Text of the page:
British Parliament to Review Petition to Ban Donald Trump From U.K. State Visit

Donald Trump
Donald Trump speaks during a campaign event at James L. Knight Center on September 16, 2016 in Miami, Florida.  Johnny Louis/FilmMagic


Hundreds of thousands of British people have signed a petition to ban U.S. President Donald Trump from making an official state visit with Queen Elizabeth II in the United Kingdom.

A petition recently created on the U.K. Parliament’s official website reads, “Donald Trump should be allowed to enter the UK in his capacity as head of the US Government, but he should not be invited to make an official State Visit because it would cause embarrassment to Her Majesty the Queen.”

“Donald Trump’s well documented misogyny and vulgarity disqualifies him from being received by Her Majesty the Queen or the Prince of Wales,” the petition continues. “Therefore during the term of his presidency Donald Trump should not be invited to the United Kingdom for an official State Visit.”

According to the website, the legislative body “considers all petitions that get more than 100,000 signatures for a debate.” As of Sunday afternoon, the written request has gathered more than 736,000 signatures, more than seven times the required amount.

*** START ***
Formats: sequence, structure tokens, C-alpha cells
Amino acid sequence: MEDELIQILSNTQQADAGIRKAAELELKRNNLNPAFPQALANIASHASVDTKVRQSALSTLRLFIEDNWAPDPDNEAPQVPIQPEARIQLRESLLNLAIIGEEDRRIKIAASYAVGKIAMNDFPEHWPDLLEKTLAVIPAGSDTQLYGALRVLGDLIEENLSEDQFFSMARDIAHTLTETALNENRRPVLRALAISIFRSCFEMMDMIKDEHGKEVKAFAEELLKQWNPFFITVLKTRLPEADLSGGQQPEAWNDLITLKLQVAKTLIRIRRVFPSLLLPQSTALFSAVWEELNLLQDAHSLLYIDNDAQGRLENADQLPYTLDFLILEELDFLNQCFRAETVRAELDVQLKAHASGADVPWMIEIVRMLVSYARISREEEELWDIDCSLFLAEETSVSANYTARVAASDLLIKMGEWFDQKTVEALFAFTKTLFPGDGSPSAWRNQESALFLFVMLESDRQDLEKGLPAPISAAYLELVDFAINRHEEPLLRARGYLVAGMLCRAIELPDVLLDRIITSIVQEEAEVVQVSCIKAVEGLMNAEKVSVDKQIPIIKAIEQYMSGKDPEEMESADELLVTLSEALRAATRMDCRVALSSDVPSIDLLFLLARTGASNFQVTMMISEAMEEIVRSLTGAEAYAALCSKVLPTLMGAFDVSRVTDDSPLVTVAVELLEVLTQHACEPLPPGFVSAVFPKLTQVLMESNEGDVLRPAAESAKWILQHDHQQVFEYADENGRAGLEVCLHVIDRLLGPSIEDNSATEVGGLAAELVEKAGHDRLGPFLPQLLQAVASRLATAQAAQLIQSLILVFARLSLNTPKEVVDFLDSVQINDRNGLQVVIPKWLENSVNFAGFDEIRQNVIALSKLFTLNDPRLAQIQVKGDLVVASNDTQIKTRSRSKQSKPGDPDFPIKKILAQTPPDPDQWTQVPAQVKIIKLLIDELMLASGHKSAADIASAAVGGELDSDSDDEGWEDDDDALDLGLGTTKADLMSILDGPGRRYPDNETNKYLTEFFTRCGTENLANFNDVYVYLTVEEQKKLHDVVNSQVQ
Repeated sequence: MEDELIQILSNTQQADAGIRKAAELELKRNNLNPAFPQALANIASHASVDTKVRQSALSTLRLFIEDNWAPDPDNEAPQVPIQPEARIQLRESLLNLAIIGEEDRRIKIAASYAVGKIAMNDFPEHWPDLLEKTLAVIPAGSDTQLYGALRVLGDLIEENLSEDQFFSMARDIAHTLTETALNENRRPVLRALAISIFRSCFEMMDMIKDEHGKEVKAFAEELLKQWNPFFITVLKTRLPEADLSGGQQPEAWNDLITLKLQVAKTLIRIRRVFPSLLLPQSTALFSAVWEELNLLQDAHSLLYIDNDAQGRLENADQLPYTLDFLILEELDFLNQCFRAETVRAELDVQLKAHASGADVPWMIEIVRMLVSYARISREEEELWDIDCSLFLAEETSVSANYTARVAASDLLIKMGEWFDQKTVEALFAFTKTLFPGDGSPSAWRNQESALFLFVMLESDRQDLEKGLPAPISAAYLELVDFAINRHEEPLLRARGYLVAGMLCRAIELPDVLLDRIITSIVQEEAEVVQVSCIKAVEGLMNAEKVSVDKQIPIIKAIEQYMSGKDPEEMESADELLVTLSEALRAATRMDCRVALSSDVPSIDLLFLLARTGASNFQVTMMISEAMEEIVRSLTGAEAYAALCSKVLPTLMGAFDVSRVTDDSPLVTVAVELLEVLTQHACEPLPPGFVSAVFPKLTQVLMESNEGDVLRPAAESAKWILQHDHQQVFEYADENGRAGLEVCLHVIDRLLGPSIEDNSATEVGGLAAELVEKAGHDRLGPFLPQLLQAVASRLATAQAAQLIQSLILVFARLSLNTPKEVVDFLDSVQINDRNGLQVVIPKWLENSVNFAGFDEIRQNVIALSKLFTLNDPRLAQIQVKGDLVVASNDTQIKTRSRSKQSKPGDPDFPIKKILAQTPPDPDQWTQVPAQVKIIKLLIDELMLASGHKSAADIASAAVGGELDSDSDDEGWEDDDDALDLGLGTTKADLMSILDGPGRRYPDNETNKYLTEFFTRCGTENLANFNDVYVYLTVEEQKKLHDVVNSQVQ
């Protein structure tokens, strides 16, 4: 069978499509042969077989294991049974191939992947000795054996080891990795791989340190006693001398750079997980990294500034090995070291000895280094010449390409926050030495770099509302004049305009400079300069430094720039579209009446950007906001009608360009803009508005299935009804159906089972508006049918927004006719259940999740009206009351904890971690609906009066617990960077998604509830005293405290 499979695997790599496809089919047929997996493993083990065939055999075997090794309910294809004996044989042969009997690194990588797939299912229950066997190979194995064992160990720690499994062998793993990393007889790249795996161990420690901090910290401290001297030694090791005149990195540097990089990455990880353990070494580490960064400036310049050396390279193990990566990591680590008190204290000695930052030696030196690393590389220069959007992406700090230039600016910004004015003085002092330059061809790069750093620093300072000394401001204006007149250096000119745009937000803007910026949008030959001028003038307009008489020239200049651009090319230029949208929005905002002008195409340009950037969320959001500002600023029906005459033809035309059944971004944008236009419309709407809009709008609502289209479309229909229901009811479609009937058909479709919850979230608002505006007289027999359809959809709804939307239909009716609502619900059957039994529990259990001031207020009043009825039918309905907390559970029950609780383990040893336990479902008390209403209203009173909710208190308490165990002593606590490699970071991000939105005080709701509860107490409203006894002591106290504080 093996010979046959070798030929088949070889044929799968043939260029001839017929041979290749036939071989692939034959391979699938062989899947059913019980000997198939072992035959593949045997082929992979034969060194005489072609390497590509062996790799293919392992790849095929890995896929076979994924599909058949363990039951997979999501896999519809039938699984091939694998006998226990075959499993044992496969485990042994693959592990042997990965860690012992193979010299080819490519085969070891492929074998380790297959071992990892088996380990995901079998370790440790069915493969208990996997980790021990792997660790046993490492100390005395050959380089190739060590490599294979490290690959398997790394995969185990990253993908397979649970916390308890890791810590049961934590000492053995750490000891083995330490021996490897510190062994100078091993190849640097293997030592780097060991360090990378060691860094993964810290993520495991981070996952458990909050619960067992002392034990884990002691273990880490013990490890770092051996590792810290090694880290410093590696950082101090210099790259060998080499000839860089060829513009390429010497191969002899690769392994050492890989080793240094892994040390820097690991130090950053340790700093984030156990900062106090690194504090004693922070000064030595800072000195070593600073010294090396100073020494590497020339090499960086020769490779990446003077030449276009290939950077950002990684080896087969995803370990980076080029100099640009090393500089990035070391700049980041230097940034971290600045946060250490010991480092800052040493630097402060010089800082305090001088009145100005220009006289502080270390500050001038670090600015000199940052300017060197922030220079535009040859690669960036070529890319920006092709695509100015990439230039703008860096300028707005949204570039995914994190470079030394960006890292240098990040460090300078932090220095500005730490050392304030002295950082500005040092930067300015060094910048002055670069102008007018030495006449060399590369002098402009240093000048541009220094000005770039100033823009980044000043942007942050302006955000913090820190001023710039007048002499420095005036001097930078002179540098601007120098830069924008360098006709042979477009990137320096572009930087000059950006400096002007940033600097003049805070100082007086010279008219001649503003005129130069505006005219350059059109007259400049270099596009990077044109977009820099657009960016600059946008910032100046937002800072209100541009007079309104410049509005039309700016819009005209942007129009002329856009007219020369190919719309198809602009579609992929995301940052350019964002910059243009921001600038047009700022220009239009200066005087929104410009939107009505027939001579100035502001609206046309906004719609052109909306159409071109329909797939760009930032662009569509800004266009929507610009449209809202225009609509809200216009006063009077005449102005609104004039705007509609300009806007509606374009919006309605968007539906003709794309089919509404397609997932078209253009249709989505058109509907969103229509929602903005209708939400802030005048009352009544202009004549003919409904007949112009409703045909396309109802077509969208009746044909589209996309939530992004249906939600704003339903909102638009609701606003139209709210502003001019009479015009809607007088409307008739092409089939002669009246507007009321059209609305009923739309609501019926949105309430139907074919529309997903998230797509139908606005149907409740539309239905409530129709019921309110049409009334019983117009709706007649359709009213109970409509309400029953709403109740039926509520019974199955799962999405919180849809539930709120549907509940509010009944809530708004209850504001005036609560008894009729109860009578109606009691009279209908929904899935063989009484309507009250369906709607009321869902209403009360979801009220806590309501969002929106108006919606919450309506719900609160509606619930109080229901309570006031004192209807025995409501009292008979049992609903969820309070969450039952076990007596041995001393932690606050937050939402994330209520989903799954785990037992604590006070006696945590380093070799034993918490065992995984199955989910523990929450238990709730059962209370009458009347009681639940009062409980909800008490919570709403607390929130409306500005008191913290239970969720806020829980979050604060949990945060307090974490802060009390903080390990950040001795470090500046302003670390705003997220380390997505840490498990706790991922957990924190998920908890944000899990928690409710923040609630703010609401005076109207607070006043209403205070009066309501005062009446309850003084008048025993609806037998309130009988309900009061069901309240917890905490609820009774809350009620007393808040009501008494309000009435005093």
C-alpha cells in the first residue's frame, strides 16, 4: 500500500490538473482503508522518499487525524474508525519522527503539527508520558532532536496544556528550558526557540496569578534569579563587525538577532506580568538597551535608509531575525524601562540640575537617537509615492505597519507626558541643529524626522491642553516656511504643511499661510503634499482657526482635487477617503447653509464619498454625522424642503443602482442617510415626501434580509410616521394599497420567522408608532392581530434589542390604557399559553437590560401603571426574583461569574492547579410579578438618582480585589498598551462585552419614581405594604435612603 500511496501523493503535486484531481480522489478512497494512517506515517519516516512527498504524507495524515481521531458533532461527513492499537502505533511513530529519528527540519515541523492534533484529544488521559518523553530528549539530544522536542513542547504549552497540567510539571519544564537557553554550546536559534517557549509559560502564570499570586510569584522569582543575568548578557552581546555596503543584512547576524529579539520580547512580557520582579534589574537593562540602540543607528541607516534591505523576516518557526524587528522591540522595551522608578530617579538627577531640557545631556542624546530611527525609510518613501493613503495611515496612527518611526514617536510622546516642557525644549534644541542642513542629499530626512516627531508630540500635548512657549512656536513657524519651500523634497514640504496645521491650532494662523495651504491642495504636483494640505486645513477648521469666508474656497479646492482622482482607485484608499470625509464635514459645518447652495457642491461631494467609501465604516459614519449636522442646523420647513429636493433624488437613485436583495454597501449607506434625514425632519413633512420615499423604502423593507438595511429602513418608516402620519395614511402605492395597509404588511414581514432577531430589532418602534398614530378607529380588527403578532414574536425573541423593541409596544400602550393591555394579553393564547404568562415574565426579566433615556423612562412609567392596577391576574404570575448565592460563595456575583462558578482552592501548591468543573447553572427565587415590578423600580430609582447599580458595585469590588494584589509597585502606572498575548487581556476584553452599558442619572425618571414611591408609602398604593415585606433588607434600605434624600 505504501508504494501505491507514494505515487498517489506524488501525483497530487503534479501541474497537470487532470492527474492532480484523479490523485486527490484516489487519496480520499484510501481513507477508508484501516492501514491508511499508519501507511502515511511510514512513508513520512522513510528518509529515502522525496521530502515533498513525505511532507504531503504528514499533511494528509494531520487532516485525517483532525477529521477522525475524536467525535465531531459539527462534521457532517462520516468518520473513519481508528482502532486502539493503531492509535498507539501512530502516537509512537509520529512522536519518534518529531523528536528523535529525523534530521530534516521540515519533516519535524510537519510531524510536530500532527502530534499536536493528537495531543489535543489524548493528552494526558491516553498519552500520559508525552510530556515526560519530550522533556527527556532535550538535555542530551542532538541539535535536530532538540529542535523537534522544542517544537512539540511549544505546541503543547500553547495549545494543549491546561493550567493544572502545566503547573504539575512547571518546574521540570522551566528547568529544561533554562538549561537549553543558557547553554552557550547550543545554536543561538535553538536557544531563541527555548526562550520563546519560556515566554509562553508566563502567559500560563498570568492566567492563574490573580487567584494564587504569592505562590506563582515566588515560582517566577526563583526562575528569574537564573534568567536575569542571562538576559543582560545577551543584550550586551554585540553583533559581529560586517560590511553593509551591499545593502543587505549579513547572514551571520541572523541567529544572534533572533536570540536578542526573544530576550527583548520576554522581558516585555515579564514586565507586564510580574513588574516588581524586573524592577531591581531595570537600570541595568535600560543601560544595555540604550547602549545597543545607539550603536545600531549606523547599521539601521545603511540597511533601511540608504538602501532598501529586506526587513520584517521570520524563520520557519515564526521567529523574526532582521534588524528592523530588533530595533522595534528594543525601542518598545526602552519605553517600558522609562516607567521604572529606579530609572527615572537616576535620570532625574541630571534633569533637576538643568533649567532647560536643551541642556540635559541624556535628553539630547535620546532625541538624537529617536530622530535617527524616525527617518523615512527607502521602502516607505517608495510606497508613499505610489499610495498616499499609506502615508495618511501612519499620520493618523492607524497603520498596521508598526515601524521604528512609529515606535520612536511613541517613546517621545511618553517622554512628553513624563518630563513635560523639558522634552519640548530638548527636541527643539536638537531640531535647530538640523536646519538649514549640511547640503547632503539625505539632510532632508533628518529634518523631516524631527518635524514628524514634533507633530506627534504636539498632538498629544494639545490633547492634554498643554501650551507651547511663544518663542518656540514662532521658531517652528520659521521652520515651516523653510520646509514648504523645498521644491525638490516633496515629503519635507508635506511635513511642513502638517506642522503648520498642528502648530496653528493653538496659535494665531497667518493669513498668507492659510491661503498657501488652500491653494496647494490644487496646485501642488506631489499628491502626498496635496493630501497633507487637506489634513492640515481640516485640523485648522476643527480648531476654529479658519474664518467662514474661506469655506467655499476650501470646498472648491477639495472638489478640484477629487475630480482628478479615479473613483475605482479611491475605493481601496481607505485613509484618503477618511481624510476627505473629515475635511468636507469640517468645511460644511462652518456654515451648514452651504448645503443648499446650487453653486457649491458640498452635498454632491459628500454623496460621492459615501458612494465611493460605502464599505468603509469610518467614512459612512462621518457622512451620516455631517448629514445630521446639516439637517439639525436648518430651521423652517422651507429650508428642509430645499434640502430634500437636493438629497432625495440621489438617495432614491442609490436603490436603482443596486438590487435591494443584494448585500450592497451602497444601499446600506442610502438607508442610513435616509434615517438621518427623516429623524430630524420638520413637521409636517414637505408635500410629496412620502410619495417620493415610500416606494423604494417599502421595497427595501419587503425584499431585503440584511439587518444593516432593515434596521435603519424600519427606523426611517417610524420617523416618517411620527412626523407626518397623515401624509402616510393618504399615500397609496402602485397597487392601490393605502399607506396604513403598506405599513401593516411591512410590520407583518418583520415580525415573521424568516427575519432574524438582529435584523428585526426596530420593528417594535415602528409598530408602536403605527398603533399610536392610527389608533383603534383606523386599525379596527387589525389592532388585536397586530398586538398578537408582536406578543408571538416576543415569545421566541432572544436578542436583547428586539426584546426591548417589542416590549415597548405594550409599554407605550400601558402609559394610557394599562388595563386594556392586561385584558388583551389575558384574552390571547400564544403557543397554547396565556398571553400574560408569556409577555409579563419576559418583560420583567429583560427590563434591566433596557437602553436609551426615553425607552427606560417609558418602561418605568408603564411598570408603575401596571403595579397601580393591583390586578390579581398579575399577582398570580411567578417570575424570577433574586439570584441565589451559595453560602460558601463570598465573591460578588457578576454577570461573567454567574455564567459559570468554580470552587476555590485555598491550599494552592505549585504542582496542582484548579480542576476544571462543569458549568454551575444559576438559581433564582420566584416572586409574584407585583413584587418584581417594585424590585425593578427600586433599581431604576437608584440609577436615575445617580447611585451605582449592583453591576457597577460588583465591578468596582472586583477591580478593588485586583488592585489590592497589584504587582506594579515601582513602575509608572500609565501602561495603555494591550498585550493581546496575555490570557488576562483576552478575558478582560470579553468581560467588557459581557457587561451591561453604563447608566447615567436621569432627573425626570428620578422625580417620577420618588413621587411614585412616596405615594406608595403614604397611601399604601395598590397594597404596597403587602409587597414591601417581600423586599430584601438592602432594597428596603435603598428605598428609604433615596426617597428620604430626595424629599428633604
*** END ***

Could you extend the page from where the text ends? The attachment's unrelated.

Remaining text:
Queen Elizabeth
Queen Elizabeth II attends the 2016 Braemar Highland Gathering at the Princess Royal and Duke of Fife Memorial Park on Sept. 3, 2016, in Braemar, Scotland. Max Mumby/Indigo/Getty Images

Tim Farron, the leader of the U.K.’s Liberal Democrats political party, called for a postponement of Trump’s state visit, which was announced during a press conference the former reality TV star held with Prime Minister Theresa May on Friday, January 27. “Any visit by President Trump to Britain should be on hold until his disgraceful [Muslim and refugee] ban comes to an end,” Farron said, according to the Telegraph. “Otherwise Theresa May would be placing the Queen in an impossible position of welcoming a man who is banning British citizens purely on grounds of their faith.”

In an interview with ITV on Sunday, January 29, Jeremy Corbyn, the leader of the Labour Party, echoed, “Is it really right to endorse somebody who has used this awful misogynistic language throughout the election campaign, awful attacks on Muslims and then, of course, this absurd idea of building a wall between themselves and their nearest neighbor? I think we should make it very clear we are extremely upset about it, and I think it would be totally wrong for him to be coming here while that situation is going on. I think he has to be challenged on this.”

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